Logic might dictate that coupling a higher quality, more feature laden phono stage would improve any lesser cost turntable, but then I must remind you that for all the wonders High-Definition television brought to sporting events, it did not do wonders for newscasters, whose every wrinkle and pock-mark became all the more evident. The entry-level turntables I have here at my disposal, including a Parasound LTD-900 model I picked up on eBay, which I keep around here as more of a conversation piece, did not improve appreciably with the addition of the XRM. Swapping the phono stages out at the moment made it clear to me that a basic turntable partners just fine with a basic phono stage.

It was a different story with the Pro-Ject RPM1, Denon DP-47F and VPI Prime Scout. As one would predict with the latter two, I was pleasantly surprised to hear a noticeable improvement with the Pro-Ject RPM1, a rather fancifully designed table, and the vintage Denon DP-47F. These two tables came alive, as if they were jump-started. Recordings I had played on them connected to the ZPhono now sounded richer, fuller, with much more detail played with the ZPhono XRM. Imagine you’re decanting a fine bottle of wine and having it breathe for anywhere from 30 minutes to a few hours. The result will be that you’re able to pick up more of the wine’s properties, its characteristics, and that’s what the XRM was able to accomplish with these turntables.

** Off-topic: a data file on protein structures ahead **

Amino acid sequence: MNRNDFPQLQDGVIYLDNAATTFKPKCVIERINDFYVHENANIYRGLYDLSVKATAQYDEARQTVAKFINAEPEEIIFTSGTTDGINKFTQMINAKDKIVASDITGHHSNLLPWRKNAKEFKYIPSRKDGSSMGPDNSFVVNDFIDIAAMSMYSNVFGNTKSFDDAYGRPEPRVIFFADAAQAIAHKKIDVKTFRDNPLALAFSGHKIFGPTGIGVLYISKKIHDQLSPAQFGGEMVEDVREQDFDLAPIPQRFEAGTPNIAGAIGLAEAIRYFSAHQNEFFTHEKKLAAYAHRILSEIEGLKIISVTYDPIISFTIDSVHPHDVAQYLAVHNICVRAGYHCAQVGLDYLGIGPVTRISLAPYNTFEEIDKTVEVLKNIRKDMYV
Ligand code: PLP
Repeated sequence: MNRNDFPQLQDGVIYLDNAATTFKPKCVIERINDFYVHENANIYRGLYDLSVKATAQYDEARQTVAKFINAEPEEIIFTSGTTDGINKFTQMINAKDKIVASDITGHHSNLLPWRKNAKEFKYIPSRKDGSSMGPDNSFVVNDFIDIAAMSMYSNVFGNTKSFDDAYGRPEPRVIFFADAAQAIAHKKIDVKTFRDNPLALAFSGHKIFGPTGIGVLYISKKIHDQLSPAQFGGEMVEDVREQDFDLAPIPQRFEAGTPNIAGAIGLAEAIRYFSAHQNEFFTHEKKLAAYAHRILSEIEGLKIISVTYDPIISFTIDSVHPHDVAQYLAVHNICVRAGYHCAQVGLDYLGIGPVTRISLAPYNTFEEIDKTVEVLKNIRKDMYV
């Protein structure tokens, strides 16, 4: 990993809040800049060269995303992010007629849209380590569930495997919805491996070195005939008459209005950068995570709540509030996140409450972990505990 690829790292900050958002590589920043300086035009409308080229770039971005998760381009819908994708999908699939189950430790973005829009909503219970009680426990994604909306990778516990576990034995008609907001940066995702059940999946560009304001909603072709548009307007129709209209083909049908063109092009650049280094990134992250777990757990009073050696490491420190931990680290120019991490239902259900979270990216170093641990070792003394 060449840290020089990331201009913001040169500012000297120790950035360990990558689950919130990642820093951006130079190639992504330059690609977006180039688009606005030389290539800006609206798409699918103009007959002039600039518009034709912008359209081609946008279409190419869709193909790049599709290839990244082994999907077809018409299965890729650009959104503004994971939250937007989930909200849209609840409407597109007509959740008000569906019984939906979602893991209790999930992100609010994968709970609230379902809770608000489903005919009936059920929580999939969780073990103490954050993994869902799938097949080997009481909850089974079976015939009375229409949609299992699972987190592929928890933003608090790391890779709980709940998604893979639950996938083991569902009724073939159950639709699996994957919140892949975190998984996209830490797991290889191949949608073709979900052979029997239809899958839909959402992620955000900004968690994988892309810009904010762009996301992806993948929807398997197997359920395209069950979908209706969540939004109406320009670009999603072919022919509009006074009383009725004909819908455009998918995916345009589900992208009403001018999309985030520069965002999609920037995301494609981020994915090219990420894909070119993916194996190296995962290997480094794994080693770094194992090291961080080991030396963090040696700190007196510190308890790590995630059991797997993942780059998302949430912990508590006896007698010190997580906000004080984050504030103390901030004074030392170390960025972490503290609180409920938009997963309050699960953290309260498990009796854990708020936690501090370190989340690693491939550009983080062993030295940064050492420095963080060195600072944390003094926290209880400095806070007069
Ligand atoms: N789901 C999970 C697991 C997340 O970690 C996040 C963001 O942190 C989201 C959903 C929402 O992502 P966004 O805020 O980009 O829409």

4 Responses to Parasound ZPhono, ZPhono XRM, JC3 Jr. Review

  1. Chris Gatton says:

    I’m also in Columbus Ohio and into HiFi. Do you have any favorite local dealers or shops?

  2. Charlie says:

    Excellent review. Thanks for making it more difficult to decide between these two models!

  3. Keith says:

    I compared the XRM to the JC3 JR. They basically sounded the same. The difference however was the improved dynamics on the JC3 JR. Vocals, guitars, and keys popped a little more. As a result there is improved front to back depth of the music and the bass is a little tighter. It was hard for me to notice the differences initially because they have the same clean and quiet character. The difference is about 7% improvement in dynamics. You have to focus on it to hear it. Once you do, its more obvious. But for the general public, the XRM is just fine/

    • Keith says:

      One more thing, one more difference was the bass being tighter on the JC3 JR. On the XRM it was more rounded and not as clear. This is on a Rega 6 turntable with a MC cartridge. On a less expensive turntable with a MM cartridge, you probably would not notice the differences as much.